The 1977 statement set out by the Combahee River Collective (a Black feminist socialist lesbian organisation) is a useful historical resource to understand the fundamental aims of Black feminism, with its call for the end of “political-economic systems of capitalism and imperialism as well as patriarchy”, and its focus on solidarity and community activism. While it needs to be noted that the Combahee River Collective were African-American feminists, who would have had different experiences to Black feminists living in the UK, both at the time and today (and, also, that Black feminism’s roots go back much further than 1977, namely, to slavery and the anti-colonial movements in the Caribbean, Africa and the Indian subcontinent), it is clear from the aims outlined in the statement that many Black feminist ideas have influenced contemporary socialist/feminist thought.
Womanist is a term that was developed by Alice Walker in 1983 as an alternative to the word ‘feminist’. Womanism was initially a response to the alienation and racism many Black women and women of colour experienced when attempting to involve themselves in ‘mainstream’ white feminist movements. The focus of womanism is on recognising and celebrating the unique everyday experiences and cultural traditions of Black women, often relating to areas such as community, family, spirituality and activism. In her book In Search of Our Mothers’ Gardens: Womanist Prose, Walker explains: “I just like to have words that describe things correctly. Now to me ‘black feminist’ does not do that. I need a word that is organic that really comes out of the culture that really expresses the spirit that we see in black women.”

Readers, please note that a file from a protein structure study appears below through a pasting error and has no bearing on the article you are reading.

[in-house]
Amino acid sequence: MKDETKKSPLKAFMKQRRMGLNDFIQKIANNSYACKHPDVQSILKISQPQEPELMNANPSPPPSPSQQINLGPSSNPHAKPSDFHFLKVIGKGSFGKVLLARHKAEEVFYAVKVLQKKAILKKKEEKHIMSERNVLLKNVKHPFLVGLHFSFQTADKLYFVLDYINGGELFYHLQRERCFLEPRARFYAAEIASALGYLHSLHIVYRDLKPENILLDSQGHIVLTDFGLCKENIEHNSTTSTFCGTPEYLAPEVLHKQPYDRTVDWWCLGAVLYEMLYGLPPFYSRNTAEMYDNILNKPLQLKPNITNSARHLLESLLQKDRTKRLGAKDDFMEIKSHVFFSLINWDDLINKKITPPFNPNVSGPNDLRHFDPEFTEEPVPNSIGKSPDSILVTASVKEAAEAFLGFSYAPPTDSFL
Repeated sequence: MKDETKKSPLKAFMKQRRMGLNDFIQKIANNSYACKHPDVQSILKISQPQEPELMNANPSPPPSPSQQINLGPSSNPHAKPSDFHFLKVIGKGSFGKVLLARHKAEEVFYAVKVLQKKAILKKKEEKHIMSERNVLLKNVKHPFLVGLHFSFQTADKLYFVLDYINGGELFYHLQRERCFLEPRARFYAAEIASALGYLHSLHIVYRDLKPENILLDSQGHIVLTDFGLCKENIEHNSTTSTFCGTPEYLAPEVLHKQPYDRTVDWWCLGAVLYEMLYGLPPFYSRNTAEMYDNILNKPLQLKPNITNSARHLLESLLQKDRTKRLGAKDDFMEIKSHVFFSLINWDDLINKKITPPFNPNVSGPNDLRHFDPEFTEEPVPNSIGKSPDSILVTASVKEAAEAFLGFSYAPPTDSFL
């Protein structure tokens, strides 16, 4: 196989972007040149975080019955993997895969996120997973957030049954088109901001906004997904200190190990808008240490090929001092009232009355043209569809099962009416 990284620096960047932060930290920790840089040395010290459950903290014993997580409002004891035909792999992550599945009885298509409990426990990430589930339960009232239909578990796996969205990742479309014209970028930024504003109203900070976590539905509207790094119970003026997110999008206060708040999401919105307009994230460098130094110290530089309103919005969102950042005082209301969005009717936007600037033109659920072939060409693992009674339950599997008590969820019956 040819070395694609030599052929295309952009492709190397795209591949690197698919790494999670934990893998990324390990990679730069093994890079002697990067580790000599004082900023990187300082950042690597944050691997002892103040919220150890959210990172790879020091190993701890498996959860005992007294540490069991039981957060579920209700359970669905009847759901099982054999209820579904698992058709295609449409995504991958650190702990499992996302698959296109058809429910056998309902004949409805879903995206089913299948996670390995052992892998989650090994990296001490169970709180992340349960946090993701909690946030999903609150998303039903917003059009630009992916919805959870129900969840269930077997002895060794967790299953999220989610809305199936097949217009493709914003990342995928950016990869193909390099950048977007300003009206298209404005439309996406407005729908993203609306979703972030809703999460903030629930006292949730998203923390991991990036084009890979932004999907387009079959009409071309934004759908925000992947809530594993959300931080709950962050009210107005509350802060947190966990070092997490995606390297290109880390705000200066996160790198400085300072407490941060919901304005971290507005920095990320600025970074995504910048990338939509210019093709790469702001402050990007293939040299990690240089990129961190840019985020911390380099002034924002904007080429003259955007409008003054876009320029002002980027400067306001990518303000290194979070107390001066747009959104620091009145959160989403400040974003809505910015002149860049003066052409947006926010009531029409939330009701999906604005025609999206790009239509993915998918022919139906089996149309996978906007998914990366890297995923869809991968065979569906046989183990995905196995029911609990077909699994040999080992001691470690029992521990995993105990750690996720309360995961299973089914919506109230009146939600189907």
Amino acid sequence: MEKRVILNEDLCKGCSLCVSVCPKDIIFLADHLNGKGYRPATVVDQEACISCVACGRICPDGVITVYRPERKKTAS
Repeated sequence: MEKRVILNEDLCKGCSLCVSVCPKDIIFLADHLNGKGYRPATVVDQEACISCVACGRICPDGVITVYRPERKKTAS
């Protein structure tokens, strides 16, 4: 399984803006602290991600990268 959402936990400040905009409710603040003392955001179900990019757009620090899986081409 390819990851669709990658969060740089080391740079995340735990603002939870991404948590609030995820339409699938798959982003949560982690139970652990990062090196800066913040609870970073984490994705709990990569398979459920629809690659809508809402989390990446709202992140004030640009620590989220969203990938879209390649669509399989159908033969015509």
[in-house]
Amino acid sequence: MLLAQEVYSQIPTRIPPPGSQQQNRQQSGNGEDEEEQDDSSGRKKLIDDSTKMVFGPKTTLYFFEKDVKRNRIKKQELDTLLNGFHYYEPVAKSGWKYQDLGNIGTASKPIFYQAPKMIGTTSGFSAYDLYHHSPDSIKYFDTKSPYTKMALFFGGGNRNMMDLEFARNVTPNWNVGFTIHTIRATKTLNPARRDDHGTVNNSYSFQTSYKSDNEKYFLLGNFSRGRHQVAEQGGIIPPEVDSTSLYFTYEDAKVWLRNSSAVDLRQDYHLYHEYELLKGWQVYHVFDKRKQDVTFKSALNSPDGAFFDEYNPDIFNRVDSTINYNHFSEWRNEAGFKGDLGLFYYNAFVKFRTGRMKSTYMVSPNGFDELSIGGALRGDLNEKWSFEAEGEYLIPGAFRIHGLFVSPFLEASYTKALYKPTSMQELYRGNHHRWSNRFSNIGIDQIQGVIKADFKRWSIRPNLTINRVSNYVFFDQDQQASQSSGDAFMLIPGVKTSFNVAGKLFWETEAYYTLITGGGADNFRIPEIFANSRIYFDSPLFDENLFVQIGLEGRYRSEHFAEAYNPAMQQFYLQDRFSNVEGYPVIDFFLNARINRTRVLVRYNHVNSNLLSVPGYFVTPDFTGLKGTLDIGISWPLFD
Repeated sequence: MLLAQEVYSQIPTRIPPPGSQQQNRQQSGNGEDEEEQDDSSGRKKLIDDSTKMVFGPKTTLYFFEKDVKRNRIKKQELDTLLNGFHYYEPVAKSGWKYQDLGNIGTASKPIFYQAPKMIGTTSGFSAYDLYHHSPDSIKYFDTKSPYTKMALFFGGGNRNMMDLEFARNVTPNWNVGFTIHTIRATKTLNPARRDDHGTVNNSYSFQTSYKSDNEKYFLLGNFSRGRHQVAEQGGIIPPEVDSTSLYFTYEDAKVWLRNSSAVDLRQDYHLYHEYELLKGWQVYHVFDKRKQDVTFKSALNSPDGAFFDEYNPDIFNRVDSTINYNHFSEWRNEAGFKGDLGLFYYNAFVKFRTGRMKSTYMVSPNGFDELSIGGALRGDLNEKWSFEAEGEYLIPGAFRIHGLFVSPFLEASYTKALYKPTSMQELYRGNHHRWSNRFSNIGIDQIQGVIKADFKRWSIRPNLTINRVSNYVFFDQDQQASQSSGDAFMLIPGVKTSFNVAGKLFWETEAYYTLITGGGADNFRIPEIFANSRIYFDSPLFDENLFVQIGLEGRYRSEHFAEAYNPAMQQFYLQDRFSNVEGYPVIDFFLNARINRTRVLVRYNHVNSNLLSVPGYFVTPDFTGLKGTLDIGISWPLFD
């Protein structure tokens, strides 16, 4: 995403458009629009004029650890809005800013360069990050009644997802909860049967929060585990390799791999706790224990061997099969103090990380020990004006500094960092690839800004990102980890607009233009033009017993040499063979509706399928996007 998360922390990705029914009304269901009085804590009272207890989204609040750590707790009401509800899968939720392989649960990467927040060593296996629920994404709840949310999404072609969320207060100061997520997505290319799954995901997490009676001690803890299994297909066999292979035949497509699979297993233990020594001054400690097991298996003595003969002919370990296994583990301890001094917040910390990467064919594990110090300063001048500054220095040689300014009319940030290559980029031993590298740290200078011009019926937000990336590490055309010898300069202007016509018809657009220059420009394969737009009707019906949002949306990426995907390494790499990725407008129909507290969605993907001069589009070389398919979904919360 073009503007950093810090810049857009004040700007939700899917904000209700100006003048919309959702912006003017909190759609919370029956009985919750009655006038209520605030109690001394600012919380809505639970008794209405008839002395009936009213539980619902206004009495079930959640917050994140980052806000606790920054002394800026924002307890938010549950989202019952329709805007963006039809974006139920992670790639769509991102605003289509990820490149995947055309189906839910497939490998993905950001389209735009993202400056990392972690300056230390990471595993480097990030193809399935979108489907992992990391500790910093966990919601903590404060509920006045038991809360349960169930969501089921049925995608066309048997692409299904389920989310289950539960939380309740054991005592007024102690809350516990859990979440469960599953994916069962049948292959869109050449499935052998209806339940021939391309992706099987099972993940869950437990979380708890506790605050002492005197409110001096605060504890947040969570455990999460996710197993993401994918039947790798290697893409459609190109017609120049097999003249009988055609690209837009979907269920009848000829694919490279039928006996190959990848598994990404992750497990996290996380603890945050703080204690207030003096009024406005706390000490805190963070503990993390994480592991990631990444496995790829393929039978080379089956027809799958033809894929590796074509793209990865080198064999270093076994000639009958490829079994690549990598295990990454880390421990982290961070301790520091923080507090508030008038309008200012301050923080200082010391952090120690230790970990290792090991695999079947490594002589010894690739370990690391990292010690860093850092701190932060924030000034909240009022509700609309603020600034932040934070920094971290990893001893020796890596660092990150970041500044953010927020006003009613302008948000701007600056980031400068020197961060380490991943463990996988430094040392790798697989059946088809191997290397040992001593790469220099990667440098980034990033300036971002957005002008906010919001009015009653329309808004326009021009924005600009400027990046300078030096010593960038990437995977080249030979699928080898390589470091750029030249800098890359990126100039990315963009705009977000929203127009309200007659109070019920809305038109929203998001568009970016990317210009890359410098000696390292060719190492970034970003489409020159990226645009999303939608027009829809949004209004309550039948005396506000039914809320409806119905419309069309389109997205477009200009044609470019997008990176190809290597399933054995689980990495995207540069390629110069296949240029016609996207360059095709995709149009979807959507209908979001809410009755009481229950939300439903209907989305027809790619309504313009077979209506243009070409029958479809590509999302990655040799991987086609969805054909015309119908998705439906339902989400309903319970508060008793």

making sure that at least 13% of its articles are about women of colour and their work
making sure that at least 13% of feature images that include people include people of colour and
making sure we use terminology that is specific, rather than euphemistic. So, if an article relates to Black women specifically, we will use this term and not erase that detail with the wider term “women of colour”.
This will be monitored through an annual review (to be completed).
Additionally The F-Word will:
seek to feature more writers of colour
In making this commitment, however, The F-Word recognises that, as we cannot pay writers, those who experience discrimination – including racial discrimination – are less likely to have the time and resources to volunteer for the site.
always describe an individual’s ethnicity as they wish
Where this isn’t possible, such as if we don’t know or we are writing about a group of people, we will carefully consider the most appropriate language.
actively support anti-racist liberation movements, communities, organisations, activists and initiatives
This is regardless of whether they are feminist-specific because we believe in fighting for the liberation of all. We will do this by writing about them and promoting them on our social media channels.